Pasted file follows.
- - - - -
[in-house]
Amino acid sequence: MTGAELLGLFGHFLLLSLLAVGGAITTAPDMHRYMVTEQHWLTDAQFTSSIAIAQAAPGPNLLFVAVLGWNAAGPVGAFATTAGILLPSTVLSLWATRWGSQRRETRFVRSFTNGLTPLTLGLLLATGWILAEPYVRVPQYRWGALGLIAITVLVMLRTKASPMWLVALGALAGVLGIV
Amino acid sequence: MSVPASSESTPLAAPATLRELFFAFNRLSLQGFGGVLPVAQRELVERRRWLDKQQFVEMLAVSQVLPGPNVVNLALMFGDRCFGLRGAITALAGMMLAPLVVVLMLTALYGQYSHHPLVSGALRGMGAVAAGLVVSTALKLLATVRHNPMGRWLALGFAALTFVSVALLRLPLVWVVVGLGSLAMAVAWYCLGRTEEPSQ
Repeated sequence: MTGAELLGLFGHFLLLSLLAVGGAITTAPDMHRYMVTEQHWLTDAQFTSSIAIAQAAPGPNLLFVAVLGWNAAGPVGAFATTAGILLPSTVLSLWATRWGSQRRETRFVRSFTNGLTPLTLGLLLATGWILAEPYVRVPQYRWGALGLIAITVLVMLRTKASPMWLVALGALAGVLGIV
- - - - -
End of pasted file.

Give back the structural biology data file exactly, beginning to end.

[in-house]
Amino acid sequence: MTGAELLGLFGHFLLLSLLAVGGAITTAPDMHRYMVTEQHWLTDAQFTSSIAIAQAAPGPNLLFVAVLGWNAAGPVGAFATTAGILLPSTVLSLWATRWGSQRRETRFVRSFTNGLTPLTLGLLLATGWILAEPYVRVPQYRWGALGLIAITVLVMLRTKASPMWLVALGALAGVLGIV
Amino acid sequence: MSVPASSESTPLAAPATLRELFFAFNRLSLQGFGGVLPVAQRELVERRRWLDKQQFVEMLAVSQVLPGPNVVNLALMFGDRCFGLRGAITALAGMMLAPLVVVLMLTALYGQYSHHPLVSGALRGMGAVAAGLVVSTALKLLATVRHNPMGRWLALGFAALTFVSVALLRLPLVWVVVGLGSLAMAVAWYCLGRTEEPSQ
Repeated sequence: MTGAELLGLFGHFLLLSLLAVGGAITTAPDMHRYMVTEQHWLTDAQFTSSIAIAQAAPGPNLLFVAVLGWNAAGPVGAFATTAGILLPSTVLSLWATRWGSQRRETRFVRSFTNGLTPLTLGLLLATGWILAEPYVRVPQYRWGALGLIAITVLVMLRTKASPMWLVALGALAGVLGIV